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Women’s Jewelry Association Launches Advocacy Task Force




(PRESS RELEASE) POUGHKEEPSIE, NY – The Women’s Jewelry Association has launched an “advocacy task force” to explore and ultimately create actionable tools, training, education, workplace coaching and mentorship that can be used by WJA members to advance women’s roles in the jewelry industry workplace.

Topics to be explored by WJA’s task force may include (but will not be limited to) how to positively impact:

  • The number of qualified women in professional leadership positions in the jewelry industry.
  • The number of qualified women serving as directors on jewelry industry boards.
  • Gender-related biases in the jewelry industry workplace, including policies related to caregiving, advancement, and compensation.
  • Other gender-based jewelry industry workplace issues, including discrimination and sexual harassment.

The formation of the WJA advocacy task force is a direct result of data and input received from a series of focused, strategic planning sessions conducted in early 2016 (and again in 2017) by the Women’s Jewelry Association international board, chapter presidents, and other affiliate members. During those sessions, the topic of advocacy on behalf of women in the workplace became a theme for new ways to provide benefits to WJA members and to further the organization’s overall mission.

“Though our mission has always been to promote the professional interests of women in the jewelry and watch industries, we hope to become an even greater resource to our members by offering focused programming on professional development and work-related topics,” said Bernadette McGovern Mack, WJA executive director. “Ultimately, our goal is to foster systemic, lasting progress in the areas of leadership and representation.”

The advocacy task force is comprised of current WJA members from across the country and represents many of the jewelry industry’s professional sectors. It has been charged with defining the scope and goals of WJA’s advocacy efforts toward the development of resources for women, men, and companies to get smarter on gender-related issues.

Working group members include Ashley Chan, Lei Lee Jewels; Jen Cullen Williams, Luxury Brand Group; Peggy Jo Donahue, Peggy Jo Donahue, Writer; Anna Martin, Gemological Institute of America; Susan Posnock, Jewelers of America; Maren Rosen, Stuller; and Laurie Watt, Mayer & Watt, along with WJA President Brandee Dallow, President-Elect Jenny Luker, and Mack.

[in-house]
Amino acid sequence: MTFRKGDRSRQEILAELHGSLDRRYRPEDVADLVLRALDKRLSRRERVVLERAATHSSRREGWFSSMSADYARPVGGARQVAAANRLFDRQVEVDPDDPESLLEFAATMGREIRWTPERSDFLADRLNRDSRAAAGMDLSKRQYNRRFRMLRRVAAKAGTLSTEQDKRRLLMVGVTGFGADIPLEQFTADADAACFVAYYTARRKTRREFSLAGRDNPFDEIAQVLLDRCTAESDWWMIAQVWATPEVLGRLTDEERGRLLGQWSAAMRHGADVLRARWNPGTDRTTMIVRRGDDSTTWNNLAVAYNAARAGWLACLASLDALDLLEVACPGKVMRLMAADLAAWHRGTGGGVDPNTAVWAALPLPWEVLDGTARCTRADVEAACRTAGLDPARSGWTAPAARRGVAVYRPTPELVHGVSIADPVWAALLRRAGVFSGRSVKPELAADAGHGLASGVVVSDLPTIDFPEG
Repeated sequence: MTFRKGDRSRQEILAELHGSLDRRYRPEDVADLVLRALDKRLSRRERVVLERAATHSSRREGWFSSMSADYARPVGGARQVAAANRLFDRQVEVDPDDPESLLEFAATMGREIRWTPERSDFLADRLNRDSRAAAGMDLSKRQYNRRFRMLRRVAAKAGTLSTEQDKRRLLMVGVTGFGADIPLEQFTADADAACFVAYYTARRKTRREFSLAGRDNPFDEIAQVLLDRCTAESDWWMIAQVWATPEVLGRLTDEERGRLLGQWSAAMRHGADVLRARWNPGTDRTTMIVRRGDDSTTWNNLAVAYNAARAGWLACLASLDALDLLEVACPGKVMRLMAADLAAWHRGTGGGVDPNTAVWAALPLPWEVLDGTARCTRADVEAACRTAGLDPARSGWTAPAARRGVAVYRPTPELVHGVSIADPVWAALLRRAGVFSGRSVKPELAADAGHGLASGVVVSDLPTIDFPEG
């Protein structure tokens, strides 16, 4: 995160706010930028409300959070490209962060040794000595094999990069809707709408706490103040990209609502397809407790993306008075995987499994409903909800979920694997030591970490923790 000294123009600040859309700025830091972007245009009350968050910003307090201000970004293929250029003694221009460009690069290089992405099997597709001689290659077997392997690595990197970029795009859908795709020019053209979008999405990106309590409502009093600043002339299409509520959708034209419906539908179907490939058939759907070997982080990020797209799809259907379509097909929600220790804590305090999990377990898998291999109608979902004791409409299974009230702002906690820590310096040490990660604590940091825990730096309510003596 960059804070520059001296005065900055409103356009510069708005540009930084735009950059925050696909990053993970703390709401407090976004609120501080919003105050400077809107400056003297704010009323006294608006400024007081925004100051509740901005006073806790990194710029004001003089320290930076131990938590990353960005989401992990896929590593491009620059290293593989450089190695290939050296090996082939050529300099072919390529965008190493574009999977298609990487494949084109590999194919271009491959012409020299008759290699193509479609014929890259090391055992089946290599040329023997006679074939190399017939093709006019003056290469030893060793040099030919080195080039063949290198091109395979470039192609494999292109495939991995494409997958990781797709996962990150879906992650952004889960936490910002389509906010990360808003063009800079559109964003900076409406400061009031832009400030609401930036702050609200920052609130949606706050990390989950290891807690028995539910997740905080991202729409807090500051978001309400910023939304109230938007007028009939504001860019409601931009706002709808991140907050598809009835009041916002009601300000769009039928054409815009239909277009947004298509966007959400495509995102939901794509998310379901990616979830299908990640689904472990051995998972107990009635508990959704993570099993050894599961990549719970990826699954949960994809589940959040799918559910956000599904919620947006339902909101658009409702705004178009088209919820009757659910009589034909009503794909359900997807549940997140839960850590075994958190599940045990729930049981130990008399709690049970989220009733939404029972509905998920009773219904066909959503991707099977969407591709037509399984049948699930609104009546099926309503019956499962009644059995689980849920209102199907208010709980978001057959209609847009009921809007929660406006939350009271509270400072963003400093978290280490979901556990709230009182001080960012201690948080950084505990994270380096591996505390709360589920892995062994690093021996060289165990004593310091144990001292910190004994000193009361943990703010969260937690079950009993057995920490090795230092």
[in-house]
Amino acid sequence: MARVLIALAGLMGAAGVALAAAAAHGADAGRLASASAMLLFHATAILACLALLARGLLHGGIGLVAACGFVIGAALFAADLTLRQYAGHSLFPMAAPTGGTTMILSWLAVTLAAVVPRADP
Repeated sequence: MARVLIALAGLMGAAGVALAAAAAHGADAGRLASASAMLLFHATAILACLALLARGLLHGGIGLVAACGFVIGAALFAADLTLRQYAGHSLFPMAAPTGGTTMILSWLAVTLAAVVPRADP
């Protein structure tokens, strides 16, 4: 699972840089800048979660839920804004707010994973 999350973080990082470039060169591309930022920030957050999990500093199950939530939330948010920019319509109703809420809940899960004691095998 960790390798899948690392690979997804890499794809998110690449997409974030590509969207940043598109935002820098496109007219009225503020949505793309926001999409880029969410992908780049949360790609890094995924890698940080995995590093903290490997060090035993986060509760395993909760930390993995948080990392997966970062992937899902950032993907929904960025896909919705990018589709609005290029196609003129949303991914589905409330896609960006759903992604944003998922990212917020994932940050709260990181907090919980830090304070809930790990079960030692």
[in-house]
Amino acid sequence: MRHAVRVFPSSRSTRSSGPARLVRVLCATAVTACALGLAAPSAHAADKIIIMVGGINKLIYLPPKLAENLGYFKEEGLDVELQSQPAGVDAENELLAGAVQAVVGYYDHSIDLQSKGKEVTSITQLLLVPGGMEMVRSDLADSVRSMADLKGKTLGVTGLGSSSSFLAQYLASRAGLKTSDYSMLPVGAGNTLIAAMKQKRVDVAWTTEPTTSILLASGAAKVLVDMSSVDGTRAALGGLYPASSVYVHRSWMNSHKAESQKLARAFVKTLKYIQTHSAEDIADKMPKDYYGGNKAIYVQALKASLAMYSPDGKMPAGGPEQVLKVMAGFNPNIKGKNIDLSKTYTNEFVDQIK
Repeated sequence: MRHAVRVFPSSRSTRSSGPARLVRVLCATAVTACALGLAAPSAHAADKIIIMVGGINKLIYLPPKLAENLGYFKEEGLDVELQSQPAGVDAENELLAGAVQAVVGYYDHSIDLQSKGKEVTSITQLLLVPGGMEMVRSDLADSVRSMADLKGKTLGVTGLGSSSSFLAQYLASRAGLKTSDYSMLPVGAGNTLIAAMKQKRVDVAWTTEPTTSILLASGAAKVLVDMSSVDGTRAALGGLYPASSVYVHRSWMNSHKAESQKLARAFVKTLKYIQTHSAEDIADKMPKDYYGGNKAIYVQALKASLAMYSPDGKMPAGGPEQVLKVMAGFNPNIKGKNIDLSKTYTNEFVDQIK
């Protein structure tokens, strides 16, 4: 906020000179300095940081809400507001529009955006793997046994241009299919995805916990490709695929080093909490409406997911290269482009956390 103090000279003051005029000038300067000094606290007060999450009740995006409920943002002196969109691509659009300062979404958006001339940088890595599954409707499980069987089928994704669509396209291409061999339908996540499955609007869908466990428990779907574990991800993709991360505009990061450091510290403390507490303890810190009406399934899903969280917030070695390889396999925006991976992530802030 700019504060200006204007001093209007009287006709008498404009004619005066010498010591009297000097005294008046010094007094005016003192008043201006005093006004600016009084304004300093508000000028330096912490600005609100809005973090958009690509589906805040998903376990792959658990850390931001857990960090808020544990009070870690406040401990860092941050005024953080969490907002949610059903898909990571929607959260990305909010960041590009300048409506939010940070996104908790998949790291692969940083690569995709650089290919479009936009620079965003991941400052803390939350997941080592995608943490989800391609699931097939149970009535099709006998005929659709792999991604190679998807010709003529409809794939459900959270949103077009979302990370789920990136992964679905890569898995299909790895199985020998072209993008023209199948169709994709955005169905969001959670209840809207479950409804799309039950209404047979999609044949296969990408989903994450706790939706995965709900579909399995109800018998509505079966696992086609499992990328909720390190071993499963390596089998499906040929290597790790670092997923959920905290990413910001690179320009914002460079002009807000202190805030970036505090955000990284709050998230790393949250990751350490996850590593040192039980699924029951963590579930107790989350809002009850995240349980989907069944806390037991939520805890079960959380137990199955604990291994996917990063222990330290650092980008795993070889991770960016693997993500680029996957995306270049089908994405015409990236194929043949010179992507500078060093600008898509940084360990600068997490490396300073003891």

WJA has also retained Cecilia Gardner, former president, CEO, and general counsel of the Jewelers Vigilance Committee, to assist the task force. Gardner now runs her own consultancy. WJA will also be requesting the help and assistance of additional, interested women and men who are leaders in the jewelry industry, to drive and inform the further actions of the advocacy project. The association plans to deploy a series of surveys to its members, as well as the industry at large, to learn more about their needs.

“My most sincere hope is that by exploring, discussing, and understanding the issues facing our members today, WJA can create a road map that will help companies recognize the value of fully empowering women – whether it be through balanced representation, wage equality, education, or training – throughout every level of the jewelry supply chain,” said Dallow. “I am extremely proud to be a part of an organization that has, and will continue to have, such a positive influence on women’s roles in the jewelry and watch industries.”



Thinking of Liquidating? Think: Wilkerson

When Peter Reines, owner of Reines Jewelers in Charlottesville, VA, decided it was time to turn over the “reins” of his 45-year-old business to Jessica and Kevin Rogers, he chose Wilkerson to run his liquidation sale. It was, he says, the best way to maximize the return on his decades-long investment in fine jewelry. Now, with new owners at the helm, Reines can relax knowing that the sale was a success, and his new life is financially secure. And he’s glad he partnered with Wilkerson for this once-in-a-lifetime opportunity. “There’s just no way one person or company could run a sale the way we did,” he says.

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